Our portfolio has moved away from emerging markets and more toward economically sensitive stocks in theU.S. Emerging-market stocks have gone from 30 percent of our portfolio in late 2009 to 15 percent now. U.S. stocks have gone from 40 percent in early 2010 to 65 percent today, and cash and fixed income have come down.
I think theU.S. has been doing a good job at restructuring. You have to appreciate the irony— TARP is going to turn out to be a significant positive for theU.S., but neither the Republicans nor the Democrats want any credit for it. The difficult choice turned out to be a right one: They’re going to make money on most, if not all, the investments. WP: So what sectors in the U.S. are appealing to you? Your largest holding as of Nov. 30was U.S. Bancorp.
It appears the recovery in theU.S. is broadening in nature. We’ve been investing over the last six months more aggressively into theU.S. banking system. Everybody has been terrified of financial andWall Street reform legislation. We look at companies in that space and the consolidation that’s taken place, and we thinkU.S. financials are underowned and underloved.
We are also attracted to companies that can create efficiencies for corporate America, and industrials and technology are two sectors that dovetail nicely into that theme.
I’d say we’re avoiding consumer staples without very strong brand profiles. We’re also avoiding health care. We believeWashington will do something about the entitlement deficits, which will require cuts toMedicare andMedicaid. WP: You mentioned you have less fixed income in your portfolio now. Is that momentum of investment in fixed income shifting?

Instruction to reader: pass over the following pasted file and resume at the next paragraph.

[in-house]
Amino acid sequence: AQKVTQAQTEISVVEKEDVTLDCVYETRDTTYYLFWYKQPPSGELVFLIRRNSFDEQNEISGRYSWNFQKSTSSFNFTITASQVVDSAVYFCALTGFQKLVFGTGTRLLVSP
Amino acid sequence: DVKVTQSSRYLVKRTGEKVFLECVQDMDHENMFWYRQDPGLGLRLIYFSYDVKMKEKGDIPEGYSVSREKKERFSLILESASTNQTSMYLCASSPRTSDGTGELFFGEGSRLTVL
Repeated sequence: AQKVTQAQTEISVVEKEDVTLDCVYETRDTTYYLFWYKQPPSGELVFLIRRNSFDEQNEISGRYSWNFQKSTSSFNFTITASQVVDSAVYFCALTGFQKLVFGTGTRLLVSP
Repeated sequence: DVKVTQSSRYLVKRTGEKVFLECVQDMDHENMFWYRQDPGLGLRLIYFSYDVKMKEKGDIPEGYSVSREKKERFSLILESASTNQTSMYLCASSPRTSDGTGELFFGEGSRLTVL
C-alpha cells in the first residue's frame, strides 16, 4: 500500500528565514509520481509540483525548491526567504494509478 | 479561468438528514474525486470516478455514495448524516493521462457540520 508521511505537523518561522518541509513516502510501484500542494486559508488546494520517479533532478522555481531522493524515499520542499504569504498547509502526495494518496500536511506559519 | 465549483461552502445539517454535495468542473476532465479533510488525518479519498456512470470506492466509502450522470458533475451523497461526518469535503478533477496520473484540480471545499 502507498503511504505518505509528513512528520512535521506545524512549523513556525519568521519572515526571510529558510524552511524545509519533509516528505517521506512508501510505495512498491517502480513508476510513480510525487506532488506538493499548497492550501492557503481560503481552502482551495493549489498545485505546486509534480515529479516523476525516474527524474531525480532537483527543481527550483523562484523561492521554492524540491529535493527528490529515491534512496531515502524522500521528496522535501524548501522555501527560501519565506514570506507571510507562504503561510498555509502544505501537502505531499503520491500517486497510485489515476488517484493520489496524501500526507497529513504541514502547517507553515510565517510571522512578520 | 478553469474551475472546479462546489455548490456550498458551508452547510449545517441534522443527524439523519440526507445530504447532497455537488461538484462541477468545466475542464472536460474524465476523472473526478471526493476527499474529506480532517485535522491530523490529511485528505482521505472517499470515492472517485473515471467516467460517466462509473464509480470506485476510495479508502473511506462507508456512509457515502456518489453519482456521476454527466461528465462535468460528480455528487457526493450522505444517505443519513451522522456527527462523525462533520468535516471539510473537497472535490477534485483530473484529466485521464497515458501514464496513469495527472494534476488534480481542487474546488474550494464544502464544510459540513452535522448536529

The balance sheets of businesses in theU.S. are extraordinary— they have more than $2 trillion in cash on their balance sheets. I’ll highlight Oracle, one of the stocks we own in another fund, to show you the value of being an owner [of the stock] versus buying the debt. Oracle bought Sun Microsystems, and they paid $5.5 billion for it. They think they can generate $2 billion in operating profit from it. That’s a 30 percent return even without revenue synergies. They issued debt at 3.85 percent to finance that. Who would you rather be— an owner of the equity or a lender of that debt?
People are very fearful of theU.S. market. Everyone is running away from TARP. People are skeptical of the recovery. Outflows from the equity market have been significant, and inflows to fixed income have been strong. We’re hard-pressed to see how you could get a real return on your investment in being too skewed to fixed income. WP: Howdo you decide when to sell an investment?
All of our funds here are driven by forced displacement. If there’s a better idea and we’ve run out of upside on an investment, if it’s hit a price target or the thesis isn’t working out, that’s when an idea gets sold. WP: What do you see as the primary risks to the market/economy in 2011?
If both Republicans and Democrats are going to try to find wins rather than compromise, particularly as it relates to the deficit, that would be a significant negative. It’s a real overhang for the consumer. They have no sense as to what their ultimate tax burden might look like. Some level of certainty is better than whatwe have today.